Paragraph 2-6.1e of the FTR governs extensions of time to complete reimbursable real estate transactions. However, the reimbursement for real estate expenses is a benefit that is only available to federal employees who are transferred in the interest of the government from one official station to another for permanent duty. 5 U.S.C. Sec. 5724(a)(1) (1982). Thus, where an employee is not authorized real estate expense reimbursement, the extension of time authorized in the FTR, para. 2- 1.5a(2)(c), does not apply and the travel of a new appointee and immediate family and transportation of household goods must be initiated within 2 years of the date the appointee reports for duty at his new duty station.
We have held that the provisions of the FTR, being statutory regulations, have the force and effect of law and may not be waived or modified by an employing agency or our Office. Charles W. Miller, 60 Comp.Gen. 295 (1981); Ralph D. Christensen, B-226341, Dec. 29, 1987; David C. Funk, B-227488, Dec. 29, 1987. Therefore, this time limitation specified in these regulations may not be modified or waived regardless of the circumstances, except as provided within the regulations.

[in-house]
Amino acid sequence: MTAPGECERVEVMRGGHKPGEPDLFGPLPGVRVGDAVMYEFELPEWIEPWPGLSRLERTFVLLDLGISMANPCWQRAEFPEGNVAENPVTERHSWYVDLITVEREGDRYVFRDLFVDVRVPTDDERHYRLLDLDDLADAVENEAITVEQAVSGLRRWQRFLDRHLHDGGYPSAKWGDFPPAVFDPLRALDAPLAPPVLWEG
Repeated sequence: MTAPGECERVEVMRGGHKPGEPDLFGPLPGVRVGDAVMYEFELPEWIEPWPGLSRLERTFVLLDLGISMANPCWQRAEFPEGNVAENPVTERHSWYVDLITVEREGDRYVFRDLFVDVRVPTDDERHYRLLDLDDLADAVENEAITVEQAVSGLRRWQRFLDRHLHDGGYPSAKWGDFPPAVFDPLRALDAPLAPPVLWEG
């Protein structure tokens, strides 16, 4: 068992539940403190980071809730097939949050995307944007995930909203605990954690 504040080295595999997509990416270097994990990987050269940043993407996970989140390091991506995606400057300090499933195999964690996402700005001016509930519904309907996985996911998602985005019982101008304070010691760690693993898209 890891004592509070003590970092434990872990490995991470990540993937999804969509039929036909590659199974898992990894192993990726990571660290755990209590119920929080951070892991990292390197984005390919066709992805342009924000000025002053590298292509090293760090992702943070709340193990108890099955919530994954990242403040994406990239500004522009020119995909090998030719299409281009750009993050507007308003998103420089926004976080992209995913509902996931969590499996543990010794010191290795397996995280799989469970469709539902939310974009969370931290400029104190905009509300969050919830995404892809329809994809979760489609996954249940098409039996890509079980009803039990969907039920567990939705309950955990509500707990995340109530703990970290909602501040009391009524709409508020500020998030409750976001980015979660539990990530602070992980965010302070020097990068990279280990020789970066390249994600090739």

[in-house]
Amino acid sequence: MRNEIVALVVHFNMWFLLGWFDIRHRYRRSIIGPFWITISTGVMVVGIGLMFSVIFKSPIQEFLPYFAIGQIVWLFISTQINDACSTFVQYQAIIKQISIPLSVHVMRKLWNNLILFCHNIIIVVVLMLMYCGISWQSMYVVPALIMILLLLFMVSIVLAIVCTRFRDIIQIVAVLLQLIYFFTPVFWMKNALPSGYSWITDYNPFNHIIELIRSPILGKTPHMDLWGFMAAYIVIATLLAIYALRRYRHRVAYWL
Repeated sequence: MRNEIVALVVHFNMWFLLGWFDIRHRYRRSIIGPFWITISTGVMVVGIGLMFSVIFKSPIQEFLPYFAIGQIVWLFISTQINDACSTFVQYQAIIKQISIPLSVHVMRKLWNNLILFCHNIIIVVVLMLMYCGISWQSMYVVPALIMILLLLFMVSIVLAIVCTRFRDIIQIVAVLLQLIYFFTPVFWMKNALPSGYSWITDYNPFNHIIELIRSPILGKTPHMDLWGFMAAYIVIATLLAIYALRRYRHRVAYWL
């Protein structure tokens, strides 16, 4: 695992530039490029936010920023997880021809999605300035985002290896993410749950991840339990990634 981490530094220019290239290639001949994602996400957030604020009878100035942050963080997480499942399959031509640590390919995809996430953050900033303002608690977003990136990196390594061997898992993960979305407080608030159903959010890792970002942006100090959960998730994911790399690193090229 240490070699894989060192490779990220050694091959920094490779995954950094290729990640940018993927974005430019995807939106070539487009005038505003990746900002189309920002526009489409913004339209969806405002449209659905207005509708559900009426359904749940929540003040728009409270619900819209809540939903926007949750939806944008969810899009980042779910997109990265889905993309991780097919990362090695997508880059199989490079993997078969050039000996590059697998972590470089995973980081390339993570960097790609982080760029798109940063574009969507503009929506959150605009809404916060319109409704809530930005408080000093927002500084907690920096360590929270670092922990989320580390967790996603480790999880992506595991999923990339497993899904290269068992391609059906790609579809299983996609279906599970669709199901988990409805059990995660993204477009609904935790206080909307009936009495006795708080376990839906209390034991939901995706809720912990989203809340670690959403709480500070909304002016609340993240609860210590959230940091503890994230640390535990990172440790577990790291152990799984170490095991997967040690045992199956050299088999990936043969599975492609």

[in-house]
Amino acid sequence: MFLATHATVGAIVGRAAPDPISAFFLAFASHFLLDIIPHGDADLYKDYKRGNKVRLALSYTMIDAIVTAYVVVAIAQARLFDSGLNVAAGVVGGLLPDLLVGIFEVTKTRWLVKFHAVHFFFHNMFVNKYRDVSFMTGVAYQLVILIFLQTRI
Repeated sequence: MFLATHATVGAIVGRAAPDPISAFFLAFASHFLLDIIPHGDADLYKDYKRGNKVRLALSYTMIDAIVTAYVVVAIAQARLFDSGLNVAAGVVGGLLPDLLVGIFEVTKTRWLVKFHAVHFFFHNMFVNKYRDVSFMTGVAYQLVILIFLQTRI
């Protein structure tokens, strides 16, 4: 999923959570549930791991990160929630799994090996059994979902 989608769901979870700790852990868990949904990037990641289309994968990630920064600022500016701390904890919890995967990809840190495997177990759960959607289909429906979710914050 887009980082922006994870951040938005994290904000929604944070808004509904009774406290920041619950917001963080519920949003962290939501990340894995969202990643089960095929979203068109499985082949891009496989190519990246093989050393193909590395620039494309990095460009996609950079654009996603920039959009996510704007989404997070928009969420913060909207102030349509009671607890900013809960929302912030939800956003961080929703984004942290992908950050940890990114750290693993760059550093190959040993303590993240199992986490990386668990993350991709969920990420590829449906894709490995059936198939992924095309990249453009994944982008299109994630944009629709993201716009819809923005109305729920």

In the alternative, Judge Zatkoff seeks to be reimbursed for the numerous commuting trips made between his residence in Memphis, Michigan, and the United States Courthouse in Detroit during the 2-year period. This claim may not be allowed since an employee's right to be reimbursed travel expenses is strictly limited to that authorized by statute and the FTR. As a general proposition, reimbursement for round trip travel by a federal employee is authorized only while he is performing temporary duty travel under orders away from his official duty station. Furthermore, it is a well-established rule that an employee must bear the cost of transportation between his residence and his official duty station, absent statutory or regulatory authority to the contrary. Gilbert C. Morgan, 55 Comp.Gen. 1323 (1976); Jack M. Bunten, B-189114, Feb. 14, 1978; Lloyd Chynoweth, B-203978, Mar. 11, 1982. No provision is made in the FTR to reimburse an individual for daily commuting travel from his residence to his official duty station, regardless of the distance involved.
/1/ FTR, Para. 2-1.5a(2) (Supp. 4, Aug. 23, 1982), incorp. by ref., 41 C.F.R. Sec. 101-7.003 (1986).